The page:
*.*.readas shown below.
- If it exists, go to the section “Subjects - People, Devices, etc”
and click on “Add new Subject” and fill the resulting dialogbox like
shown below and click
- This will generate the Access Token for the app and it will be shown
in the table in the section:
- Open the Diabetes:M app and click on the hamburger menu on top left
corner of the screen. Then on the panel locate and tap on the Data
- On resulting screen under section “Link external sources” locate
Nightscout and click on setting icon.
- Now fill the URL for your nightscout instance, something like
- Leave “Secret” empty and in in the field “Access token” type the
access token shown generated in step 6 above from the browser and
Direct links to appstore:
xdrip+ is an opensource Android app (an iOS variant exists but I havent read much about it so have no knowledge to share) and as it is not available from playstore it can be obtained directly from developer site: https://jamorham.github.io/#xdrip-plus To use xdrip, you will also need to order a transmitter called miaomiao - It usually comes within 2 to 3 days - for me atleast it came in 2 days back in October when I started using FSL1. It is a bit of investment at about £162 but it pays for itself in long run. I ordered from their site3. Once you get the transmitter, the process will be like so:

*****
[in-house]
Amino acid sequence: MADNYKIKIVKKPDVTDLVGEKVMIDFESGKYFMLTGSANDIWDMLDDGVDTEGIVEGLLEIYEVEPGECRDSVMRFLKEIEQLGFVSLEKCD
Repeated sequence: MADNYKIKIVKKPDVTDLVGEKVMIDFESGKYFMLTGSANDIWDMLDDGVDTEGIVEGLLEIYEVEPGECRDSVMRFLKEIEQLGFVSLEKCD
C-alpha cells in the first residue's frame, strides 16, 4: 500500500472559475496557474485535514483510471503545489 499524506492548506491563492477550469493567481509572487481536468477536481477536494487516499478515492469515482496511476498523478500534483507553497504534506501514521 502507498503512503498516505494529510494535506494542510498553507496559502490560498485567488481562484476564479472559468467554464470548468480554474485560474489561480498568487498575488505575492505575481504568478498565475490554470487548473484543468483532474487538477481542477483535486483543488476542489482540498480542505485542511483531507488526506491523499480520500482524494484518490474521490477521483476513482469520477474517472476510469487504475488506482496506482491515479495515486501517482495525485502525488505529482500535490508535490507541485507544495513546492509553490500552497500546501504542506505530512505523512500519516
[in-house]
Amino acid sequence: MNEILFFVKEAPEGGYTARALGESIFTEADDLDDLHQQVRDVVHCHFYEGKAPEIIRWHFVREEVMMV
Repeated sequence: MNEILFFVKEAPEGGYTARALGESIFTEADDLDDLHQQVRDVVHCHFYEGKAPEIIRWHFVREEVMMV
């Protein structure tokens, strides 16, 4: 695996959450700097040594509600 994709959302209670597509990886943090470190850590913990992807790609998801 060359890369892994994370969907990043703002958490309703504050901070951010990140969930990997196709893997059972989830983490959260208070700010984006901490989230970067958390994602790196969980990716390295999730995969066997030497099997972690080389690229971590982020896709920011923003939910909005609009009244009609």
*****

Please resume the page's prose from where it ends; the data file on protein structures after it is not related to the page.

- It will come with a USB charging cable so place it on charger. It should start blinking blue but if it does not there is a very small hole and you will need a safety pin to press and reset it. Insert the safety pin and keep it pressed for 10 seconds. Then place it on charge.
- Once the transmitter is charged it will display green light.
- Now there is also a strap they provide with the transmitter which you can use to place it over the libre sensor on your arm.